See also[edit]

References[edit]

  1. ^ Boseley, Sarah (2013-09-07). "Smoothies and fruit juices are a new risk to health, US scientists warn". The Guardian. ISSN 0261-3077. Retrieved 2016-03-27. 
  2. ^ Choices, NHS. "5 A DAY FAQs - Live Well - NHS Choices". www.nhs.uk. Retrieved 2016-03-27. 
  3. ^ Boutenko, Victoria "Ode to a Green Smoothie", first published 2005 newsletter, RawFamily.com. Reprinted in Kyssa, Natasha (2009). The SimplyRaw Living Foods Detox Manual, beginning p.29. ISBN 1-55152-250-0.
  4. ^ Zavasta, Tonya (2009), "Smooth Moves: Enjoy the Benefit of Green Smoothies and Puddings", Raw Food and Hot Yoga, p. 39, ISBN 0-9742434-9-3, A green smoothie...is a mixture of about 60 percent fruit and 40 percent leafy greens blended together in a delicious, nourishing beverage. 
  5. ^ Smith Jones, Susan (2008). Health Bliss, p.179. ISBN 1-4019-1241-9. "...about 50-60 percent fruit and 40-50 percent greens."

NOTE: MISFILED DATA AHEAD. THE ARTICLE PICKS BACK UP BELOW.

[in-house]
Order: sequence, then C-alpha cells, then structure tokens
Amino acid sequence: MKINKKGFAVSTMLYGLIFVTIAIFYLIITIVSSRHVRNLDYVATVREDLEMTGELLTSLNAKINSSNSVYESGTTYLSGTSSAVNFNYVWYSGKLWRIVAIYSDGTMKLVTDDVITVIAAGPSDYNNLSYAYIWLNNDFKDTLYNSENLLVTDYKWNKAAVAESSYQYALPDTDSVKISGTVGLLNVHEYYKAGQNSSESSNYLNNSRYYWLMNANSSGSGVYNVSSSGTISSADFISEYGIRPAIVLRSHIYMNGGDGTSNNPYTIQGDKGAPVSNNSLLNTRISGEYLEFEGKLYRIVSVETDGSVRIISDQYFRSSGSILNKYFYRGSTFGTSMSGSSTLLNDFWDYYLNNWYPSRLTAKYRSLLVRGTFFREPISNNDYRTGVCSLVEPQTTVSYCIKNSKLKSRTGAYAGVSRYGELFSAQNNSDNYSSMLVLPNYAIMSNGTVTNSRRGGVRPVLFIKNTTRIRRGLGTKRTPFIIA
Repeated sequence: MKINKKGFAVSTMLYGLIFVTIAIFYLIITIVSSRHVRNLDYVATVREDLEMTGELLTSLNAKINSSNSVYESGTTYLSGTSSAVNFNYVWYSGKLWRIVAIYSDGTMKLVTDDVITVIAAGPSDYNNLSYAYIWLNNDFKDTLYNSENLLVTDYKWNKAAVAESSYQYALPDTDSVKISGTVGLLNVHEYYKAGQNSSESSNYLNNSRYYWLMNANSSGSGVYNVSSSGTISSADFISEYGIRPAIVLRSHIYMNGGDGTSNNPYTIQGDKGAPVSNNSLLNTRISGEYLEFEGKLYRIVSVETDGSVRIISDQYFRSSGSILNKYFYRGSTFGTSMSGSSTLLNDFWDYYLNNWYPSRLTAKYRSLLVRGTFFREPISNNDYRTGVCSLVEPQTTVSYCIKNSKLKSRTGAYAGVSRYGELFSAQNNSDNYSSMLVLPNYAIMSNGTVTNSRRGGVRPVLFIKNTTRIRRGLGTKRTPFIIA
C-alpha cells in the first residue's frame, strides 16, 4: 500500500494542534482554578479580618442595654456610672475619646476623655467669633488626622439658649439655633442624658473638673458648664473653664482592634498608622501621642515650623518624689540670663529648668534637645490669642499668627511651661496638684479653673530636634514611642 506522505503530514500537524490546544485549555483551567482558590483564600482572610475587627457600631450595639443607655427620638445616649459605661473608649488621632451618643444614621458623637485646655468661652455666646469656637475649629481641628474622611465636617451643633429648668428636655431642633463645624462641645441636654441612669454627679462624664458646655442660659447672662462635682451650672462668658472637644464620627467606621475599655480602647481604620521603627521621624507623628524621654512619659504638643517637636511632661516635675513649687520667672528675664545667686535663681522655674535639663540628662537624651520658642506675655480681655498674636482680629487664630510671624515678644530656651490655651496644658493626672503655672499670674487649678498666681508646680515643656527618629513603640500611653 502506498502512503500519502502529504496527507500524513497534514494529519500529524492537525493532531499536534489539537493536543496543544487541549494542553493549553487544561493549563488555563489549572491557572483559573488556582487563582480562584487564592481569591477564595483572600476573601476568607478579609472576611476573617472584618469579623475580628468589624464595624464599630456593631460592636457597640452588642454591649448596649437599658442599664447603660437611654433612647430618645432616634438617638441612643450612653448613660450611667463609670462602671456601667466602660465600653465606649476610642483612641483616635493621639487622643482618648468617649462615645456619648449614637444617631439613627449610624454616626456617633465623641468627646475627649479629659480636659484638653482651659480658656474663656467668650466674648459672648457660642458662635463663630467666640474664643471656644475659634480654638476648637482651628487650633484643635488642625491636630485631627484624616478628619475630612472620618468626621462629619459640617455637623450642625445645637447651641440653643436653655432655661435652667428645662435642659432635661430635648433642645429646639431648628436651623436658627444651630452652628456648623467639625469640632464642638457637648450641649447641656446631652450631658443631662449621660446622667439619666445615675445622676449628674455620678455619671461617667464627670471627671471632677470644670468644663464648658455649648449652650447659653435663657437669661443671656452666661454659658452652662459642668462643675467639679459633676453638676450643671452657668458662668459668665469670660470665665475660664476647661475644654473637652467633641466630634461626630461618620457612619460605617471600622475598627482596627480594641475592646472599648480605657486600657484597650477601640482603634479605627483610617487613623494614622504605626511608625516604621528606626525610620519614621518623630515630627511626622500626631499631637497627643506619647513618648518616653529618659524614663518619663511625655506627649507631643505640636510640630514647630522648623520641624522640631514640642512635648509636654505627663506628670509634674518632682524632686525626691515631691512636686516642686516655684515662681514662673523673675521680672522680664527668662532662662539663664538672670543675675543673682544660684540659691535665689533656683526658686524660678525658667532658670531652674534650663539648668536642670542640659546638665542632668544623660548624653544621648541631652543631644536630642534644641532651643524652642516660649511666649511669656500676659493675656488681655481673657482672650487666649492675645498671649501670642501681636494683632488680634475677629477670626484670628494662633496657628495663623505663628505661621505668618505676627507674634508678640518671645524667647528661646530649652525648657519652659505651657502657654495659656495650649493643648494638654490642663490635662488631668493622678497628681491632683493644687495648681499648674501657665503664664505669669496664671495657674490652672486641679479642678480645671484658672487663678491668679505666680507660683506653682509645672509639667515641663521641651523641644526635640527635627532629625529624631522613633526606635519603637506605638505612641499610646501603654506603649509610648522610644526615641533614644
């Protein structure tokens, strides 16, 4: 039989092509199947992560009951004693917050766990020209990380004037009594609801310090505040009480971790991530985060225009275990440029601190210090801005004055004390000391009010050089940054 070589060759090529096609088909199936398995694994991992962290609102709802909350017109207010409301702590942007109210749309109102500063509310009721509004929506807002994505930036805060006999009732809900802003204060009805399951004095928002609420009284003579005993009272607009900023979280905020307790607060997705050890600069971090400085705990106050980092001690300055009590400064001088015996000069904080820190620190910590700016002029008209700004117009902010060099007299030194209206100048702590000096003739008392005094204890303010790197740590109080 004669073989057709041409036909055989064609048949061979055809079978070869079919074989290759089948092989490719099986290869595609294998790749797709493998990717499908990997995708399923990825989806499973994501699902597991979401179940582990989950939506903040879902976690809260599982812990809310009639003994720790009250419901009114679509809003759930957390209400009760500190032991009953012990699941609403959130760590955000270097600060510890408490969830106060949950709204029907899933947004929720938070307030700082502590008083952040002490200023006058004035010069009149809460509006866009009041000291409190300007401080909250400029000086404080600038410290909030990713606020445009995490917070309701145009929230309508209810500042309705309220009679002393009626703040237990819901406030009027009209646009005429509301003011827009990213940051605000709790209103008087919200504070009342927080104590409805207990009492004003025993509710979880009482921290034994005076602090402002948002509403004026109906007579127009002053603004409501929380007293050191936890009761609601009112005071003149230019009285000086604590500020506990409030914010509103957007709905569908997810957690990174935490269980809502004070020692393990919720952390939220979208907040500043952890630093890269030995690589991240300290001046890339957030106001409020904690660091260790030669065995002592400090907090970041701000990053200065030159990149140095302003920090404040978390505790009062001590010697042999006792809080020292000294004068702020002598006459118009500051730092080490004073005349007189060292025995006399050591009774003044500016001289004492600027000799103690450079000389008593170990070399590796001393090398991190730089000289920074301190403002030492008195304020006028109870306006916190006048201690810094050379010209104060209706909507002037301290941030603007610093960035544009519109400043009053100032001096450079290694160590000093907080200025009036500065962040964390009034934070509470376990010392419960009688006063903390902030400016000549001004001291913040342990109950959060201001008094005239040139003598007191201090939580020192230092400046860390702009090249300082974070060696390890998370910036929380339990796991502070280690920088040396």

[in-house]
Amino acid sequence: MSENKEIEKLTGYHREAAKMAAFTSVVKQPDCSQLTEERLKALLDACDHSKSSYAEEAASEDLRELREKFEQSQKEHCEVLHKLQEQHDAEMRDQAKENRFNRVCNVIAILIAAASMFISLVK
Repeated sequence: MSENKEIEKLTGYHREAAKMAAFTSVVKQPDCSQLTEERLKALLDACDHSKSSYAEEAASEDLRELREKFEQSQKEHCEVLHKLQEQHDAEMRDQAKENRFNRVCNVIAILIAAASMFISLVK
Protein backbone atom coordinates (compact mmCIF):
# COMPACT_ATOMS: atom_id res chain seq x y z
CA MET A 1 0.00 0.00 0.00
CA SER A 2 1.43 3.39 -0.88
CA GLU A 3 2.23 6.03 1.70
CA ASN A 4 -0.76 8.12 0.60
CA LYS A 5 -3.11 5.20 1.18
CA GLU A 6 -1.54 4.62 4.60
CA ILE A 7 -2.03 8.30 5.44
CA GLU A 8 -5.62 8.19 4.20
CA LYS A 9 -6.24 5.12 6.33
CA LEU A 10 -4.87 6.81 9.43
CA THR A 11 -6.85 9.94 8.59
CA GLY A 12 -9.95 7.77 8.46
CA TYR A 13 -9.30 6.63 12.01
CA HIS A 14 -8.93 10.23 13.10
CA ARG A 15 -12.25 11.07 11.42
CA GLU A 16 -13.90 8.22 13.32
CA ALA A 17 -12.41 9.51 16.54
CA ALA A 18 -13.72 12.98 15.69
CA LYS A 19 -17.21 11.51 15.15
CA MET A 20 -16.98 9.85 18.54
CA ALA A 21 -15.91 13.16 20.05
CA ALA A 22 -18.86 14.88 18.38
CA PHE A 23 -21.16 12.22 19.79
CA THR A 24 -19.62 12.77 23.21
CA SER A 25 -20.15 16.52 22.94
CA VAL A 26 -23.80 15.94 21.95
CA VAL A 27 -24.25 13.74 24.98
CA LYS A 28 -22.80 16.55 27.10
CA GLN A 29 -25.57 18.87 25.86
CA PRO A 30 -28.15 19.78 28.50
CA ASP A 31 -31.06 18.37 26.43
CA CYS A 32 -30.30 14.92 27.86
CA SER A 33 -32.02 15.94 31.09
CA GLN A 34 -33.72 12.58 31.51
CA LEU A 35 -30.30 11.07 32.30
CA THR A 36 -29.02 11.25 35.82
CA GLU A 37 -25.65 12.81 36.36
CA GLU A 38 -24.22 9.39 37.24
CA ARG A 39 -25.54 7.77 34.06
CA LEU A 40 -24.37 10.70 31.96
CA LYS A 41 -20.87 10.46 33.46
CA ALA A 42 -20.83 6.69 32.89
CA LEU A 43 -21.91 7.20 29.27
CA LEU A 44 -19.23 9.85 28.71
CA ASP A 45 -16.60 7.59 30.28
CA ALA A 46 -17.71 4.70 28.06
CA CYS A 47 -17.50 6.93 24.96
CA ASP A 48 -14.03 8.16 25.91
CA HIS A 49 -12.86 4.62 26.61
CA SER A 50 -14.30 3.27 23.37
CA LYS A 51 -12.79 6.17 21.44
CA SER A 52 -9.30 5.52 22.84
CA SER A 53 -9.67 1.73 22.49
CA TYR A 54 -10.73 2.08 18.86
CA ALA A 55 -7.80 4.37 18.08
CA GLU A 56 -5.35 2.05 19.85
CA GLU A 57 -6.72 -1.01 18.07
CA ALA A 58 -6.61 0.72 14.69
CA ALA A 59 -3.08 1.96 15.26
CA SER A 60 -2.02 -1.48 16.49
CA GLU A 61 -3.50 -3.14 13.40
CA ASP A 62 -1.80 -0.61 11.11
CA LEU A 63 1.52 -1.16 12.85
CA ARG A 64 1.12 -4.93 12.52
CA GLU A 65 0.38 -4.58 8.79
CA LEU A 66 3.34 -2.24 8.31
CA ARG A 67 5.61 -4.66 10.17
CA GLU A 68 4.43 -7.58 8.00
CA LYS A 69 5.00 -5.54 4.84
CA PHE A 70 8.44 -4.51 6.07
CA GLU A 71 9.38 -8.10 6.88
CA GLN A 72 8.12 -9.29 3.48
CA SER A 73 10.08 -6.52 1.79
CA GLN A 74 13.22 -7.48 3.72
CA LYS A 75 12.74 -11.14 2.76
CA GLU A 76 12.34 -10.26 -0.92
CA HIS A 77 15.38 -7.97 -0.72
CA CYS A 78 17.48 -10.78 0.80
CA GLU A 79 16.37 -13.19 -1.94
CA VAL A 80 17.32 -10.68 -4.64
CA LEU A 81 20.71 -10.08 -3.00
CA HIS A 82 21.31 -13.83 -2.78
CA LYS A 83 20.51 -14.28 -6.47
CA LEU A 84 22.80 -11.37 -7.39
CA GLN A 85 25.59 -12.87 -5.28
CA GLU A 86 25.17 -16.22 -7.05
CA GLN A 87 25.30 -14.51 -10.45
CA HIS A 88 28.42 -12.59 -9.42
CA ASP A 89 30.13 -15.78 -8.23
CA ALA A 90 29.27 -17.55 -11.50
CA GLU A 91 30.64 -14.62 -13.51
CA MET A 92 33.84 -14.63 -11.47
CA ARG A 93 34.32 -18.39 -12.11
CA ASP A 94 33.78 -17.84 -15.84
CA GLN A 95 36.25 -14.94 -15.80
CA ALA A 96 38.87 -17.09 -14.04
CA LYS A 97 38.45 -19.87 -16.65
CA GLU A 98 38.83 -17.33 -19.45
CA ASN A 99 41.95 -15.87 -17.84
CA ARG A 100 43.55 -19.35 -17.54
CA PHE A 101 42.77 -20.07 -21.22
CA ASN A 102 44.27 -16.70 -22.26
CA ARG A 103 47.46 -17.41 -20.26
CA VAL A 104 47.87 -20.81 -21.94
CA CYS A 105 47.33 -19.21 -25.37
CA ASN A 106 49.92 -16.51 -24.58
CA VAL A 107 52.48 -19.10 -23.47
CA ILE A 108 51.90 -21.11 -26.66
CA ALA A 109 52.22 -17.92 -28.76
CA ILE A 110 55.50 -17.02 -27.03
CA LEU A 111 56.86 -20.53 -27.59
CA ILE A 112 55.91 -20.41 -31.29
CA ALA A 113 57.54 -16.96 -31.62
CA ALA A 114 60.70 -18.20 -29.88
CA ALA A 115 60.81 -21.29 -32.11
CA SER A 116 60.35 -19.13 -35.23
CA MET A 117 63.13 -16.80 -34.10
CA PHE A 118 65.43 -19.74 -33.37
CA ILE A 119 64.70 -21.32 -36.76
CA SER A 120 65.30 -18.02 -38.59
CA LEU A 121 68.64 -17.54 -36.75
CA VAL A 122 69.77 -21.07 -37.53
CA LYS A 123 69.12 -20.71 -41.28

6. ^ Caldwell, Kim (2009) How Green Smoothies Saved My Life: A Guide for Using Green Smoothies, Uplifted Thinking, and Live Food to Enhance Your Life, p.12. ISBN 0-615-30290-4.
  7. ^ "How Green Smoothies Can Devastate Your Health". The Healthy Home Economist. Retrieved 2016-04-27. 
  8. ^ (Nov 2008 - Jan 2009). Organic Gardening, p.44. Vol. 56, No. 1. ISSN 1536-108X.
  9. ^ "Google Ngram Viewer". Google Books. Retrieved 2016-03-27. 
  10. ^ "Google Ngram Viewer". books.google.com. Retrieved 2016-03-27. 
  11. ^ Brown, Ellen (2005). The Complete Idiot's Guide to Smoothies. p. 3. ISBN 1-59257-318-5. 
  12. ^ "Account Suspended". www.howtomakeasmoothie.net. Retrieved 2016-03-27. 

Further reading[edit]

External links[edit]